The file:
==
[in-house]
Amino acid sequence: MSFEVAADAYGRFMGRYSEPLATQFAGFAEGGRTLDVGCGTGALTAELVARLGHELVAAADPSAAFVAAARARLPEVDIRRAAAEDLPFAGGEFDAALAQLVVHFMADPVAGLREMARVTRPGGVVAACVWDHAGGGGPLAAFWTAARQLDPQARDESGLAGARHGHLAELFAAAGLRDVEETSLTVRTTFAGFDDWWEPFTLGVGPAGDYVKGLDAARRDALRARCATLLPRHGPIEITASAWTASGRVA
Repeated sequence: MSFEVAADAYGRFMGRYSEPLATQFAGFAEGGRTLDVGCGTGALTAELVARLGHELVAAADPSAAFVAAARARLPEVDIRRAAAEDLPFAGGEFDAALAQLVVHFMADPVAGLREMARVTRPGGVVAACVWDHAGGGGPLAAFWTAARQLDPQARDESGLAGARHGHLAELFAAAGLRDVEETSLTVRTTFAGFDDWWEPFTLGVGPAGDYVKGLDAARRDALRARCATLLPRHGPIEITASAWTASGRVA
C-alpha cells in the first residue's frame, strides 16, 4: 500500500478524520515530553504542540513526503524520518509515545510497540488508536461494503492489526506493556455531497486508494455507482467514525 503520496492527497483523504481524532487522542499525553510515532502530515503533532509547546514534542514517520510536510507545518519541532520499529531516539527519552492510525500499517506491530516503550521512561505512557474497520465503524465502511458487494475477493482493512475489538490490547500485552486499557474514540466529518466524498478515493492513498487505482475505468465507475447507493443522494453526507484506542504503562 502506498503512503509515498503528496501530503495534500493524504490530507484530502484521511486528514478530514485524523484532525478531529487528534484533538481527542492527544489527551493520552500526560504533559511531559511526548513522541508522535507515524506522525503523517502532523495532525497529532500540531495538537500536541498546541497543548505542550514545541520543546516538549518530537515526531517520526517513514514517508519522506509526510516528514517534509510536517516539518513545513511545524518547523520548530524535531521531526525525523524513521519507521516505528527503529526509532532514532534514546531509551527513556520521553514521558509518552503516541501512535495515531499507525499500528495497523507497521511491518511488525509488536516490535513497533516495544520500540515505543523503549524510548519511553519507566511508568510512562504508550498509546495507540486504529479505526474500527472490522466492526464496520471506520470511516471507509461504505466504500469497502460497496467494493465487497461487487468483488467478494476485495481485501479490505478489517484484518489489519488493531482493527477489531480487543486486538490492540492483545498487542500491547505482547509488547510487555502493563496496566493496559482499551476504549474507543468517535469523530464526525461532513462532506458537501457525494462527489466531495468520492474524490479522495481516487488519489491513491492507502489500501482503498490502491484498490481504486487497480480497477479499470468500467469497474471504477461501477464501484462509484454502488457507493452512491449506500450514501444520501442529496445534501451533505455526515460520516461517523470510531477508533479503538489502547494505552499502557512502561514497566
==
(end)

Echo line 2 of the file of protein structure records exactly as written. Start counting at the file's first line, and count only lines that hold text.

Amino acid sequence: MSFEVAADAYGRFMGRYSEPLATQFAGFAEGGRTLDVGCGTGALTAELVARLGHELVAAADPSAAFVAAARARLPEVDIRRAAAEDLPFAGGEFDAALAQLVVHFMADPVAGLREMARVTRPGGVVAACVWDHAGGGGPLAAFWTAARQLDPQARDESGLAGARHGHLAELFAAAGLRDVEETSLTVRTTFAGFDDWWEPFTLGVGPAGDYVKGLDAARRDALRARCATLLPRHGPIEITASAWTASGRVA